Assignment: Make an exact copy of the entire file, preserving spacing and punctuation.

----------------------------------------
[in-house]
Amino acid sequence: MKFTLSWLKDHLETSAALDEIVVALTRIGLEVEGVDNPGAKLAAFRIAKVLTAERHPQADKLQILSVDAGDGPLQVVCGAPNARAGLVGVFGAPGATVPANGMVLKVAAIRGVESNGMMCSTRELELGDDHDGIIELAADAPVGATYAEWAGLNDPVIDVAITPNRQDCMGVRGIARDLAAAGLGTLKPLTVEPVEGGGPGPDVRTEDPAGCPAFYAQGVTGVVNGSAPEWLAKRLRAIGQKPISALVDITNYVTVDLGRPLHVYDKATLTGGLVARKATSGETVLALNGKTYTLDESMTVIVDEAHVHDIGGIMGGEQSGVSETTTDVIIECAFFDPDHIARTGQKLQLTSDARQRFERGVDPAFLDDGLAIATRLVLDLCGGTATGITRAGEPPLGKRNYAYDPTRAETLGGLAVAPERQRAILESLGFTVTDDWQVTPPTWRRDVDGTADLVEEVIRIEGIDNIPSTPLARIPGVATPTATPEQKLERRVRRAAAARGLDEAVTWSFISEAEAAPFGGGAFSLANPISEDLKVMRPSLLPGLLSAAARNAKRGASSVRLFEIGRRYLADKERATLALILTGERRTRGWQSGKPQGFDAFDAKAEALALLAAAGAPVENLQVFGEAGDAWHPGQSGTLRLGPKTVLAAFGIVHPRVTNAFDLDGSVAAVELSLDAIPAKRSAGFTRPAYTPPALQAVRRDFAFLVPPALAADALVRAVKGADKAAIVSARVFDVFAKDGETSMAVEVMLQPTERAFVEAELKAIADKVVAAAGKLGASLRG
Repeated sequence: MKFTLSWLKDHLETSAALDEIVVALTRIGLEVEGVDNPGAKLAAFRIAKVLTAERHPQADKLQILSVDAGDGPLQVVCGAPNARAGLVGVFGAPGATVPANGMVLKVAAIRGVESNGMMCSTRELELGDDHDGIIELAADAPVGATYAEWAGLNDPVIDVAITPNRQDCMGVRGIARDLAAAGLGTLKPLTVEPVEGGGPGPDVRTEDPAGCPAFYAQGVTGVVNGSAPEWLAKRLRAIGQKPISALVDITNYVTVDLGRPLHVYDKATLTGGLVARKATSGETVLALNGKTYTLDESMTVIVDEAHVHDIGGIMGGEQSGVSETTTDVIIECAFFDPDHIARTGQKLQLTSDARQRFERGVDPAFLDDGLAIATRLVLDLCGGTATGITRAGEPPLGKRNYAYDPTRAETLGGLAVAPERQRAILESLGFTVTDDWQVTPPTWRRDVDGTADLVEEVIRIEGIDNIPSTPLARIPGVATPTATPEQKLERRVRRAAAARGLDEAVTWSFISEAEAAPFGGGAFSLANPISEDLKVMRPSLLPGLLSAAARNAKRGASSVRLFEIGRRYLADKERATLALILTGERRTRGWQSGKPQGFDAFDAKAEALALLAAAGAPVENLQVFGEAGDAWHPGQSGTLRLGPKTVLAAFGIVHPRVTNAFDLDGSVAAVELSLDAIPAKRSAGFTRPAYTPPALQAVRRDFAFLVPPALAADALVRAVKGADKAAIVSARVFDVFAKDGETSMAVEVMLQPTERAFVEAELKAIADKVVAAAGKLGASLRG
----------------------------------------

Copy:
[in-house]
Amino acid sequence: MKFTLSWLKDHLETSAALDEIVVALTRIGLEVEGVDNPGAKLAAFRIAKVLTAERHPQADKLQILSVDAGDGPLQVVCGAPNARAGLVGVFGAPGATVPANGMVLKVAAIRGVESNGMMCSTRELELGDDHDGIIELAADAPVGATYAEWAGLNDPVIDVAITPNRQDCMGVRGIARDLAAAGLGTLKPLTVEPVEGGGPGPDVRTEDPAGCPAFYAQGVTGVVNGSAPEWLAKRLRAIGQKPISALVDITNYVTVDLGRPLHVYDKATLTGGLVARKATSGETVLALNGKTYTLDESMTVIVDEAHVHDIGGIMGGEQSGVSETTTDVIIECAFFDPDHIARTGQKLQLTSDARQRFERGVDPAFLDDGLAIATRLVLDLCGGTATGITRAGEPPLGKRNYAYDPTRAETLGGLAVAPERQRAILESLGFTVTDDWQVTPPTWRRDVDGTADLVEEVIRIEGIDNIPSTPLARIPGVATPTATPEQKLERRVRRAAAARGLDEAVTWSFISEAEAAPFGGGAFSLANPISEDLKVMRPSLLPGLLSAAARNAKRGASSVRLFEIGRRYLADKERATLALILTGERRTRGWQSGKPQGFDAFDAKAEALALLAAAGAPVENLQVFGEAGDAWHPGQSGTLRLGPKTVLAAFGIVHPRVTNAFDLDGSVAAVELSLDAIPAKRSAGFTRPAYTPPALQAVRRDFAFLVPPALAADALVRAVKGADKAAIVSARVFDVFAKDGETSMAVEVMLQPTERAFVEAELKAIADKVVAAAGKLGASLRG
Repeated sequence: MKFTLSWLKDHLETSAALDEIVVALTRIGLEVEGVDNPGAKLAAFRIAKVLTAERHPQADKLQILSVDAGDGPLQVVCGAPNARAGLVGVFGAPGATVPANGMVLKVAAIRGVESNGMMCSTRELELGDDHDGIIELAADAPVGATYAEWAGLNDPVIDVAITPNRQDCMGVRGIARDLAAAGLGTLKPLTVEPVEGGGPGPDVRTEDPAGCPAFYAQGVTGVVNGSAPEWLAKRLRAIGQKPISALVDITNYVTVDLGRPLHVYDKATLTGGLVARKATSGETVLALNGKTYTLDESMTVIVDEAHVHDIGGIMGGEQSGVSETTTDVIIECAFFDPDHIARTGQKLQLTSDARQRFERGVDPAFLDDGLAIATRLVLDLCGGTATGITRAGEPPLGKRNYAYDPTRAETLGGLAVAPERQRAILESLGFTVTDDWQVTPPTWRRDVDGTADLVEEVIRIEGIDNIPSTPLARIPGVATPTATPEQKLERRVRRAAAARGLDEAVTWSFISEAEAAPFGGGAFSLANPISEDLKVMRPSLLPGLLSAAARNAKRGASSVRLFEIGRRYLADKERATLALILTGERRTRGWQSGKPQGFDAFDAKAEALALLAAAGAPVENLQVFGEAGDAWHPGQSGTLRLGPKTVLAAFGIVHPRVTNAFDLDGSVAAVELSLDAIPAKRSAGFTRPAYTPPALQAVRRDFAFLVPPALAADALVRAVKGADKAAIVSARVFDVFAKDGETSMAVEVMLQPTERAFVEAELKAIADKVVAAAGKLGASLRG